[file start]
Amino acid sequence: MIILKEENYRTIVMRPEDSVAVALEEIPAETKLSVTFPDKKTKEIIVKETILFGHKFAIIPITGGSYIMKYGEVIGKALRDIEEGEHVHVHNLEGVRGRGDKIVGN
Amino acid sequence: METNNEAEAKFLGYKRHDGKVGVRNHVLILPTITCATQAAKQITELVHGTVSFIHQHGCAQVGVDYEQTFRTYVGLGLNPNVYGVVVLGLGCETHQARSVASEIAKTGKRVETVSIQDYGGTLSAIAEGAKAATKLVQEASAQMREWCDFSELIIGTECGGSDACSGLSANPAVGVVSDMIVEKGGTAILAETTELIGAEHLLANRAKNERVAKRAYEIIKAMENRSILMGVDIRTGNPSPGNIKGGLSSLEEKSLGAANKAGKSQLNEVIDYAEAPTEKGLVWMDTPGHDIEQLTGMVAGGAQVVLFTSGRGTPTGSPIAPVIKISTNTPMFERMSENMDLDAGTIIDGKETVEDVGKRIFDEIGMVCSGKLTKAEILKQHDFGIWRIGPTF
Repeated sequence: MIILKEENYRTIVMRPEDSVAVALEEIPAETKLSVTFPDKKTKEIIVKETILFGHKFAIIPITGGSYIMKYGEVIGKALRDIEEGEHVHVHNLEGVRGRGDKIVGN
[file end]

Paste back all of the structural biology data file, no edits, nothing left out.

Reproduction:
Amino acid sequence: MIILKEENYRTIVMRPEDSVAVALEEIPAETKLSVTFPDKKTKEIIVKETILFGHKFAIIPITGGSYIMKYGEVIGKALRDIEEGEHVHVHNLEGVRGRGDKIVGN
Amino acid sequence: METNNEAEAKFLGYKRHDGKVGVRNHVLILPTITCATQAAKQITELVHGTVSFIHQHGCAQVGVDYEQTFRTYVGLGLNPNVYGVVVLGLGCETHQARSVASEIAKTGKRVETVSIQDYGGTLSAIAEGAKAATKLVQEASAQMREWCDFSELIIGTECGGSDACSGLSANPAVGVVSDMIVEKGGTAILAETTELIGAEHLLANRAKNERVAKRAYEIIKAMENRSILMGVDIRTGNPSPGNIKGGLSSLEEKSLGAANKAGKSQLNEVIDYAEAPTEKGLVWMDTPGHDIEQLTGMVAGGAQVVLFTSGRGTPTGSPIAPVIKISTNTPMFERMSENMDLDAGTIIDGKETVEDVGKRIFDEIGMVCSGKLTKAEILKQHDFGIWRIGPTF
Repeated sequence: MIILKEENYRTIVMRPEDSVAVALEEIPAETKLSVTFPDKKTKEIIVKETILFGHKFAIIPITGGSYIMKYGEVIGKALRDIEEGEHVHVHNLEGVRGRGDKIVGN